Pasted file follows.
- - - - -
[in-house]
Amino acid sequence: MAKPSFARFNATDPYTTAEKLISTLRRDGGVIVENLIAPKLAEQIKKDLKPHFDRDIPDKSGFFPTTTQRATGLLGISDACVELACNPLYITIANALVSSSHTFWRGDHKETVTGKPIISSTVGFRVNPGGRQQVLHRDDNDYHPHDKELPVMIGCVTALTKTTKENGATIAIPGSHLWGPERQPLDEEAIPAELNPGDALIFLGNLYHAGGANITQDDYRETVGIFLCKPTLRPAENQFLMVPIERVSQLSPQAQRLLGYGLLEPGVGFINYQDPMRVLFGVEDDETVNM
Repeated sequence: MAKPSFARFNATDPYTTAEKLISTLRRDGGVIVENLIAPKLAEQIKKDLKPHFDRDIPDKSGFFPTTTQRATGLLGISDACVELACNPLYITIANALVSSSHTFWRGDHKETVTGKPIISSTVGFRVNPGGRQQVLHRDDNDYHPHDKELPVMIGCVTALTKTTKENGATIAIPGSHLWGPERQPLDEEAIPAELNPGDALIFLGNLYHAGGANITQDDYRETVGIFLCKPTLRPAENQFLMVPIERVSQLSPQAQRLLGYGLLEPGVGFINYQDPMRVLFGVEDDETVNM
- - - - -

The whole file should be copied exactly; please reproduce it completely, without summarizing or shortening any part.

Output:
[in-house]
Amino acid sequence: MAKPSFARFNATDPYTTAEKLISTLRRDGGVIVENLIAPKLAEQIKKDLKPHFDRDIPDKSGFFPTTTQRATGLLGISDACVELACNPLYITIANALVSSSHTFWRGDHKETVTGKPIISSTVGFRVNPGGRQQVLHRDDNDYHPHDKELPVMIGCVTALTKTTKENGATIAIPGSHLWGPERQPLDEEAIPAELNPGDALIFLGNLYHAGGANITQDDYRETVGIFLCKPTLRPAENQFLMVPIERVSQLSPQAQRLLGYGLLEPGVGFINYQDPMRVLFGVEDDETVNM
Repeated sequence: MAKPSFARFNATDPYTTAEKLISTLRRDGGVIVENLIAPKLAEQIKKDLKPHFDRDIPDKSGFFPTTTQRATGLLGISDACVELACNPLYITIANALVSSSHTFWRGDHKETVTGKPIISSTVGFRVNPGGRQQVLHRDDNDYHPHDKELPVMIGCVTALTKTTKENGATIAIPGSHLWGPERQPLDEEAIPAELNPGDALIFLGNLYHAGGANITQDDYRETVGIFLCKPTLRPAENQFLMVPIERVSQLSPQAQRLLGYGLLEPGVGFINYQDPMRVLFGVEDDETVNM